I am certainly NOT in a good mood, and Sarah's employer was one of the many reasons today. While I always listen to Rhapsody in Blue, the George Gershwin composition that is the official theme music of United Airlines, whenever I am on a United plane, that was not the case today.
As in, the Province of Ontario in Canada, to the city of Ontario, east of Los Angeles, in the US state of California (which was named by settlers who had hailed from the Canadian province). Actually, I landed at LAX rather than Ontario Airport, but the title works better with two Ontarios.
I may have been flying quite a bit lately - enough to qualify as Premier (low-level elite customer) at United Airlines - but I still feel excited about taking a trip by air. And if a United flight is involved, it's even better - because of all my past trips on that airline (one reason why I am Premier now) and the fact that I am using the airline as the setting for my novel in progress. Often, seeing the familiar United tail at a faraway hostile airfield (whether it's Amsterdam or Indianapolis) meant a sense of relief - relief that I was now flying to somewhere saner. Just as lovely: showing up over the skies of a great faraway city in a United plane (preferably the Boeing 777). But today, traveling from Ontario to Ontario on United, excitement was the last thing I could find, and it was dread instead.
My first leg took me from Toronto to Chicago, and I was very displeased with the purser, who was an elderly man with a French language pin on his uniform. His announcements seemed to mock the intelligence of his passengers rather than thanking them for their patronage. Examples:
"At this time, all electronics must be off. Not "airplane mode," but completely off."
"Please give your undivided attention to the safety demonstration. If you don't want to, at least shut up so that others can."
"We are preparing to land. Make sure to bring your seatback and tray tables to their upright and locked positions. And wake up any inattentive passengers."
Not even a "thanks for choosing United" after landing, just a whole bunch of insulting instructions. Maybe it was a good thing he didn't rub in his airline's name into his announcement (except for once at the end of the safety demonstration); if this were my first United flight, it would certainly have been my last. Not even a mostly empty Economy Plus section (as opposed to a fairly full Economy Minus) would've been enough to mollify me.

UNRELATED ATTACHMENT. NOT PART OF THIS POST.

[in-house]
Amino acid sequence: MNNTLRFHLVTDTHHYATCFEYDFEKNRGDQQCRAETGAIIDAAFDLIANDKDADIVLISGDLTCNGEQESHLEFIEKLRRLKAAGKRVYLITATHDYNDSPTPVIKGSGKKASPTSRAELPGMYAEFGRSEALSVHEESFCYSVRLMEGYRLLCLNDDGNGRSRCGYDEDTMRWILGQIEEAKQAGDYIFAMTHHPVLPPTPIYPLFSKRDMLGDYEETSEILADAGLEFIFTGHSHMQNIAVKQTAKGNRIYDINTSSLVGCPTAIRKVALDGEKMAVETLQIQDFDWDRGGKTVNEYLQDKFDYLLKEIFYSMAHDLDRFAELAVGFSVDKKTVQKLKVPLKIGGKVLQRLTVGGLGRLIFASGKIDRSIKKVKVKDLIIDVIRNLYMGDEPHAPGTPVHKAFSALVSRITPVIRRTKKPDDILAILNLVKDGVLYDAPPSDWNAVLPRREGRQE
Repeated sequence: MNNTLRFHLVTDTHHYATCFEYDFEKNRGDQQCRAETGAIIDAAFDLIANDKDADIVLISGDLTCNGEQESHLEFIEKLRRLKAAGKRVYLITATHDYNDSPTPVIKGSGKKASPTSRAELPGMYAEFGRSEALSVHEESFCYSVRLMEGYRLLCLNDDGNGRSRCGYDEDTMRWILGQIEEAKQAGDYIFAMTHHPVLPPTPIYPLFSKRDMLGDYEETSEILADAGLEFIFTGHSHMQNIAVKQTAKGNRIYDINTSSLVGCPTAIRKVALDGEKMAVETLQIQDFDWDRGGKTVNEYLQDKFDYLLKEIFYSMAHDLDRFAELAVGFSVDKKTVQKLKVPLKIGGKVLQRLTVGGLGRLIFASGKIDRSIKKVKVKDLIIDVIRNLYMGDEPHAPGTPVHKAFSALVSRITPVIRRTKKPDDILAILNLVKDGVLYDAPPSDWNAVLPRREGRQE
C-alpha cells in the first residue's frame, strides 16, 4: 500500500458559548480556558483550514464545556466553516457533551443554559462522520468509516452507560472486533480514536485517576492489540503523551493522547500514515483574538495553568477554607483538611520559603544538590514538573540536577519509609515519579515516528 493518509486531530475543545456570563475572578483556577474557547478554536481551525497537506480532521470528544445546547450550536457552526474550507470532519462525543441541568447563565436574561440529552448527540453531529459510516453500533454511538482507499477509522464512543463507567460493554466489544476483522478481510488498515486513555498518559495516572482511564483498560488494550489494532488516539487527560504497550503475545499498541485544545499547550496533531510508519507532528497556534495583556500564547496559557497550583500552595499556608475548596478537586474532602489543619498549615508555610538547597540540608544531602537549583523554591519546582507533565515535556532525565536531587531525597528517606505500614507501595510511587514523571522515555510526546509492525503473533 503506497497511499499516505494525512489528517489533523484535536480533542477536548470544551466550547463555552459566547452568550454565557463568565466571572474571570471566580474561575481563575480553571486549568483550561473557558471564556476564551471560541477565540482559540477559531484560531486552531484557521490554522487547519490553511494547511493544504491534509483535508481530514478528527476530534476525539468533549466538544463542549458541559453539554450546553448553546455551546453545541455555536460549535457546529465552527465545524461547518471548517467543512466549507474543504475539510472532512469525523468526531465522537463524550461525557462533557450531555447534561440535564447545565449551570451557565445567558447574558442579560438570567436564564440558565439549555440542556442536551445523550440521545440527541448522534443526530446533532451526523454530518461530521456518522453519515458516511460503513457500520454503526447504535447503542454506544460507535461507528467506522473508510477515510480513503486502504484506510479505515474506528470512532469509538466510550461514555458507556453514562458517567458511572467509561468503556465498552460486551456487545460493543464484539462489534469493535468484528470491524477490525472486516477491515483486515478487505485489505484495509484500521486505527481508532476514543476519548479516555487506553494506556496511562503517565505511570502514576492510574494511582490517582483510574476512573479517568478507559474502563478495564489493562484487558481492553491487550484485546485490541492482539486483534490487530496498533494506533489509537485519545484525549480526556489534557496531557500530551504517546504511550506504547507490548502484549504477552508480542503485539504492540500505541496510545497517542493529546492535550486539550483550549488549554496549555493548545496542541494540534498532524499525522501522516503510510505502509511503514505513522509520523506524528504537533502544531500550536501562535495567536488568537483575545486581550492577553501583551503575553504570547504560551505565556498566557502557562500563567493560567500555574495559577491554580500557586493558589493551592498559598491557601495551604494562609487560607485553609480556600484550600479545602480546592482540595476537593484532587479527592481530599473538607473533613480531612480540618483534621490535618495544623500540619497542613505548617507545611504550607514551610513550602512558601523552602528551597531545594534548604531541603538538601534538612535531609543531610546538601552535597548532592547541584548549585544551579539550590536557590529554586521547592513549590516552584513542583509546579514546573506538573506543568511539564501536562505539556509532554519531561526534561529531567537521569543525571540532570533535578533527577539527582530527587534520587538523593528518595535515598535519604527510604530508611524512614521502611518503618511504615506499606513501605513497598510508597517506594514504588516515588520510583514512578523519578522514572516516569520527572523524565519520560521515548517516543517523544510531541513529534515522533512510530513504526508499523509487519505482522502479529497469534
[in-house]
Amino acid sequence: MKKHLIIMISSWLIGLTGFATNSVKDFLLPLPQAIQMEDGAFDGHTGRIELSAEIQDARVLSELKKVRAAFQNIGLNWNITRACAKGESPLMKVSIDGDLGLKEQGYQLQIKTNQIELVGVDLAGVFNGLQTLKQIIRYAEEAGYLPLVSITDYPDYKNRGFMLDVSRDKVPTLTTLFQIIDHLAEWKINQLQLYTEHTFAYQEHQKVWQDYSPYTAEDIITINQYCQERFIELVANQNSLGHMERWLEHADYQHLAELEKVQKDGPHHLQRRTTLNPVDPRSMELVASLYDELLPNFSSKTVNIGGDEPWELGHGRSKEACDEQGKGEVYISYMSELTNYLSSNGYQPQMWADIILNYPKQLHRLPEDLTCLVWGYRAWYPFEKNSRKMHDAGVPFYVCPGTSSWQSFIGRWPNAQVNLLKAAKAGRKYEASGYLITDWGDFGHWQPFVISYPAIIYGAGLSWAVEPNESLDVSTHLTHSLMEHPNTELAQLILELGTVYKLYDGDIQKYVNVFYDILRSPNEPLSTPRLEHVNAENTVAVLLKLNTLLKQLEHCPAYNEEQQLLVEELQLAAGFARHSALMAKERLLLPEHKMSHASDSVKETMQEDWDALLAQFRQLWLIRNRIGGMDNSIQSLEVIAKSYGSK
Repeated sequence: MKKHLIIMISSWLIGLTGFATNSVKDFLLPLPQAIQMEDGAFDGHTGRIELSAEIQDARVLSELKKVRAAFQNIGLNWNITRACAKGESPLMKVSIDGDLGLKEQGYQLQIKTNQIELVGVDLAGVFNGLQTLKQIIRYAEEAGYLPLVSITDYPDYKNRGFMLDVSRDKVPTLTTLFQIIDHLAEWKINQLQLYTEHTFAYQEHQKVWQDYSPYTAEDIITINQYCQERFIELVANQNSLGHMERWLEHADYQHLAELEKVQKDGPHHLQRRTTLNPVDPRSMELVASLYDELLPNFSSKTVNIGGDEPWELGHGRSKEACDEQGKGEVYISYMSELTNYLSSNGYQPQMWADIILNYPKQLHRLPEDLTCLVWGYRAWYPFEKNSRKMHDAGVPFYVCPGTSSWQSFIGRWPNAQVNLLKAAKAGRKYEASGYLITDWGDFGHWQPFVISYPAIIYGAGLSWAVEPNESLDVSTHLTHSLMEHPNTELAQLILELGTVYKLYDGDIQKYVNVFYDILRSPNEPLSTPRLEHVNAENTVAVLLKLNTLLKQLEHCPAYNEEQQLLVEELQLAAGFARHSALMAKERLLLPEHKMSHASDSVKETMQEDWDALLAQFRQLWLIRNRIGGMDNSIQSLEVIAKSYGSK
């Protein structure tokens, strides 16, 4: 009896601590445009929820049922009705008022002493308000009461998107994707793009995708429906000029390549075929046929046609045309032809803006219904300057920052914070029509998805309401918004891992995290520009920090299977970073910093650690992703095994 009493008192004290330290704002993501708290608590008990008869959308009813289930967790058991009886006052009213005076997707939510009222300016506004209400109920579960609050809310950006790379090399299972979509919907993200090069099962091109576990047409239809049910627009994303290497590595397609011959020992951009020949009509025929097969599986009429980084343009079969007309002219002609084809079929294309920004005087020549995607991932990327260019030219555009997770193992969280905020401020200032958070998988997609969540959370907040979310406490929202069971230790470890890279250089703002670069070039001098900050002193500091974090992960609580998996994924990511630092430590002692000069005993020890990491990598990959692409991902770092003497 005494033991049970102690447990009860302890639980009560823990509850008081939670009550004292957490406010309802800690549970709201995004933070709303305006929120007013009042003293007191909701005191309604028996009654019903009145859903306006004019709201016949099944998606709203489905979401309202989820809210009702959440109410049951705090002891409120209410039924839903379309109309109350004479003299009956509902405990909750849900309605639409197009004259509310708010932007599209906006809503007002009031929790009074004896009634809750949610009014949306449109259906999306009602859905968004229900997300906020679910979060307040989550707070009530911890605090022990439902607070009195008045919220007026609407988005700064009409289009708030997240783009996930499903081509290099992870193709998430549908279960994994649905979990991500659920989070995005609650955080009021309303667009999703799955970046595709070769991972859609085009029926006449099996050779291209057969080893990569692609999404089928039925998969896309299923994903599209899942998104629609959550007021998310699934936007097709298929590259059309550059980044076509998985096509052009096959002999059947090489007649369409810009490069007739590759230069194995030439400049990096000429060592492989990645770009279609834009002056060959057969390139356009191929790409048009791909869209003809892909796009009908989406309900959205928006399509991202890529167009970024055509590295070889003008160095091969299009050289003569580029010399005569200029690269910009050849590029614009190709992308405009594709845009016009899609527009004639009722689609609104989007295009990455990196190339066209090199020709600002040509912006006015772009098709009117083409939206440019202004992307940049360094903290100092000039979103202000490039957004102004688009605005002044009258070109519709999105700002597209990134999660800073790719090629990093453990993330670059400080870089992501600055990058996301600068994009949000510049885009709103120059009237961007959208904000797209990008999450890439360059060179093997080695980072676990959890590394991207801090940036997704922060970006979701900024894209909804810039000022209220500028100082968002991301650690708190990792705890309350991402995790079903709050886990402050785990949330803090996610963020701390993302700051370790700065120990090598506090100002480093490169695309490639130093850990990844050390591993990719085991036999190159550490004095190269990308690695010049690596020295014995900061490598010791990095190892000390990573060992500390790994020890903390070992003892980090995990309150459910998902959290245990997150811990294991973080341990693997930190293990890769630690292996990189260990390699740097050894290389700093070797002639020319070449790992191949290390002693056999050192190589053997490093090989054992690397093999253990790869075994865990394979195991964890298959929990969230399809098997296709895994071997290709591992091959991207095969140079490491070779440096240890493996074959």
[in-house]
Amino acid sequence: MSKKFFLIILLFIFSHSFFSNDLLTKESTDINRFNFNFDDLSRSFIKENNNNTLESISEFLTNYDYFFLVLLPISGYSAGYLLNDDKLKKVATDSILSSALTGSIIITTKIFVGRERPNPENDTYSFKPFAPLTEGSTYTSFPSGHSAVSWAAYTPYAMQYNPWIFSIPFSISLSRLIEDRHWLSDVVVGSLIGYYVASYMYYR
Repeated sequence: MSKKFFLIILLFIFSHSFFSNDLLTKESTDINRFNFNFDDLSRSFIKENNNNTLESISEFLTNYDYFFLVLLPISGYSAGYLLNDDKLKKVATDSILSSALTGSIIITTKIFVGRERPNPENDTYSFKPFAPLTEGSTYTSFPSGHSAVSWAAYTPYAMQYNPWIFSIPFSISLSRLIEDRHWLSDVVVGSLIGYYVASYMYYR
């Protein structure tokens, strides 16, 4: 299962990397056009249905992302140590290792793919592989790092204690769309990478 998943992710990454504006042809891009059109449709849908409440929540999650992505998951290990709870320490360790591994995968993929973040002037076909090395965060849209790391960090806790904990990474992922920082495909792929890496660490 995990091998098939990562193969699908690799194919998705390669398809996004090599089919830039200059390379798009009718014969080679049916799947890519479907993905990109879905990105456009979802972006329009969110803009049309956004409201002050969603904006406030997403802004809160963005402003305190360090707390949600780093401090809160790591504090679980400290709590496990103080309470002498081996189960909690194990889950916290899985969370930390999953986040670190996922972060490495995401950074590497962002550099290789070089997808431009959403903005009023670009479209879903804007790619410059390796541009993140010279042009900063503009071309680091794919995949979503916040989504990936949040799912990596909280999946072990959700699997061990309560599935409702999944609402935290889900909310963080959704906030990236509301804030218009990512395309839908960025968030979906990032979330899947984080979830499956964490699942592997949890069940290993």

I've seen a number of flight attendants do nonstandard announcements, and those at Southwest and Alaska are quite funny, but I've never experienced such an insult. This brings that old railroad mentality - "passengers are the most obnoxious form of freight" - back to life. Needless to say, I responded to United's post-flight survey and rated this flight very negatively; when a Premier complains, the management certainly better listen. Fortunately, I've had far better luck with the vast majority of United flight attendants, and I will make sure my novel protagonist, Sarah Radcliffe, lives up to the best of their standards (while still having to put up with an occasional cut-rate coworker like the purser today).
The second leg to Los Angeles was to be flown with a Boeing 757, but ended up being flown with an international Boeing 767 featuring the new lie-flat business seats. I was not happy at all with this plane; while the First and Business cabins had been re-done in the curvy 777-style interior and equipped with video-on-demand (VOD), the Economy cabin was still stuck in the 1980s, complete with damaged/stained interior panels, and its seats were the same 9-channel videotaped personal TVs (PTV) from the late 1990s. When the safety video was shown, the VOD showed the full video, but the PTVs went off, requiring flight attendants to do the live demonstrations to the soundtrack for the Economy passengers. If a plane can be grounded/refurbished to upgrade the front half completely, doing some minor tweaks to steerage (and adding VOD) wouldn't have been too much more trouble. Some Economy passengers got re-seated in Business, but they seemed to be Premier Executive at least, higher on the elite hierarchy than I'll ever be.
It did not help that instead of flying from a bad place to a good place, I was flying today from a good place (Toronto, home of North America's first legal gay marriages) to a really bad place (Los Angeles, the first place in the world to revoke legalized gay marriages). And sure enough, as the half-refurbished 767 was descending over San Bernardino, California upheld Proposition 8, the questionable gay marriage ban passed by the theocratic voters after tons of misleading ads from out-of-state and foreign interests. And it didn't help to remember that California is home to not one, but TWO United hubs - Los Angeles and San Francisco.
This was one of the worse air travel days for me (though I've had it worse before - United was once guilty of double-charging penalty on a reservation change, though I did eventually get both charges refunded - and I've once had it even worse on a major competitor that I've never patronized since).
I really look forward to a day in the near future, when I can see the familiar United tail show up to take me away to a better place, and I can actually look forward to the flight. I do want to fly enough in 2009 to keep my Premier status through 2010, and I want to enjoy it while I do it. Today was not one of those days.